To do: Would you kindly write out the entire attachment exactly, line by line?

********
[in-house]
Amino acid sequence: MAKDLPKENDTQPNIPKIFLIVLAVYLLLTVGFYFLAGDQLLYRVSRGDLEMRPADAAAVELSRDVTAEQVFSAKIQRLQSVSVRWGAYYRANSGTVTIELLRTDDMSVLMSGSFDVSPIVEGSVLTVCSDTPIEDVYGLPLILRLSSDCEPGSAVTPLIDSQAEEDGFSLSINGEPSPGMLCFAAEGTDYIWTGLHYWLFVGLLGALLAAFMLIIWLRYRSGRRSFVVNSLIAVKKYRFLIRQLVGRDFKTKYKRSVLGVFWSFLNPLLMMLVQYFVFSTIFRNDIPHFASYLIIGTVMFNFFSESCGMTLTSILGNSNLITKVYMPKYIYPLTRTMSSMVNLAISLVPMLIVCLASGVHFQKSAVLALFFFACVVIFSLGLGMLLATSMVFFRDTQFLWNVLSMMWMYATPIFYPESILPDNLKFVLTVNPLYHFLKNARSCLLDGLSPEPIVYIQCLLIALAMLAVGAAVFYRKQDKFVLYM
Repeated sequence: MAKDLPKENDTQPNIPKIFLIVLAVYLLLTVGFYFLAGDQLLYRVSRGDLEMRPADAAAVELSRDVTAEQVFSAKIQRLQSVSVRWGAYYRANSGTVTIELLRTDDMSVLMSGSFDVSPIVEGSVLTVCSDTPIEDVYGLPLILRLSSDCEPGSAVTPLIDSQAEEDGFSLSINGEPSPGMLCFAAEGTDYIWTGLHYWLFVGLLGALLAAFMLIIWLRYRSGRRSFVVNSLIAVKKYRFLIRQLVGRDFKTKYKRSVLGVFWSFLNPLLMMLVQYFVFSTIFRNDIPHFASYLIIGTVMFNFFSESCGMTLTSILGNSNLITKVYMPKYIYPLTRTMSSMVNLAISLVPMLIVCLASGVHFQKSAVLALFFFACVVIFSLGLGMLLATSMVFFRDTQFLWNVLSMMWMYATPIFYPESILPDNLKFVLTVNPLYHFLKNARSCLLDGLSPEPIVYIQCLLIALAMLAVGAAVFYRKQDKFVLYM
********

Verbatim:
[in-house]
Amino acid sequence: MAKDLPKENDTQPNIPKIFLIVLAVYLLLTVGFYFLAGDQLLYRVSRGDLEMRPADAAAVELSRDVTAEQVFSAKIQRLQSVSVRWGAYYRANSGTVTIELLRTDDMSVLMSGSFDVSPIVEGSVLTVCSDTPIEDVYGLPLILRLSSDCEPGSAVTPLIDSQAEEDGFSLSINGEPSPGMLCFAAEGTDYIWTGLHYWLFVGLLGALLAAFMLIIWLRYRSGRRSFVVNSLIAVKKYRFLIRQLVGRDFKTKYKRSVLGVFWSFLNPLLMMLVQYFVFSTIFRNDIPHFASYLIIGTVMFNFFSESCGMTLTSILGNSNLITKVYMPKYIYPLTRTMSSMVNLAISLVPMLIVCLASGVHFQKSAVLALFFFACVVIFSLGLGMLLATSMVFFRDTQFLWNVLSMMWMYATPIFYPESILPDNLKFVLTVNPLYHFLKNARSCLLDGLSPEPIVYIQCLLIALAMLAVGAAVFYRKQDKFVLYM
Repeated sequence: MAKDLPKENDTQPNIPKIFLIVLAVYLLLTVGFYFLAGDQLLYRVSRGDLEMRPADAAAVELSRDVTAEQVFSAKIQRLQSVSVRWGAYYRANSGTVTIELLRTDDMSVLMSGSFDVSPIVEGSVLTVCSDTPIEDVYGLPLILRLSSDCEPGSAVTPLIDSQAEEDGFSLSINGEPSPGMLCFAAEGTDYIWTGLHYWLFVGLLGALLAAFMLIIWLRYRSGRRSFVVNSLIAVKKYRFLIRQLVGRDFKTKYKRSVLGVFWSFLNPLLMMLVQYFVFSTIFRNDIPHFASYLIIGTVMFNFFSESCGMTLTSILGNSNLITKVYMPKYIYPLTRTMSSMVNLAISLVPMLIVCLASGVHFQKSAVLALFFFACVVIFSLGLGMLLATSMVFFRDTQFLWNVLSMMWMYATPIFYPESILPDNLKFVLTVNPLYHFLKNARSCLLDGLSPEPIVYIQCLLIALAMLAVGAAVFYRKQDKFVLYM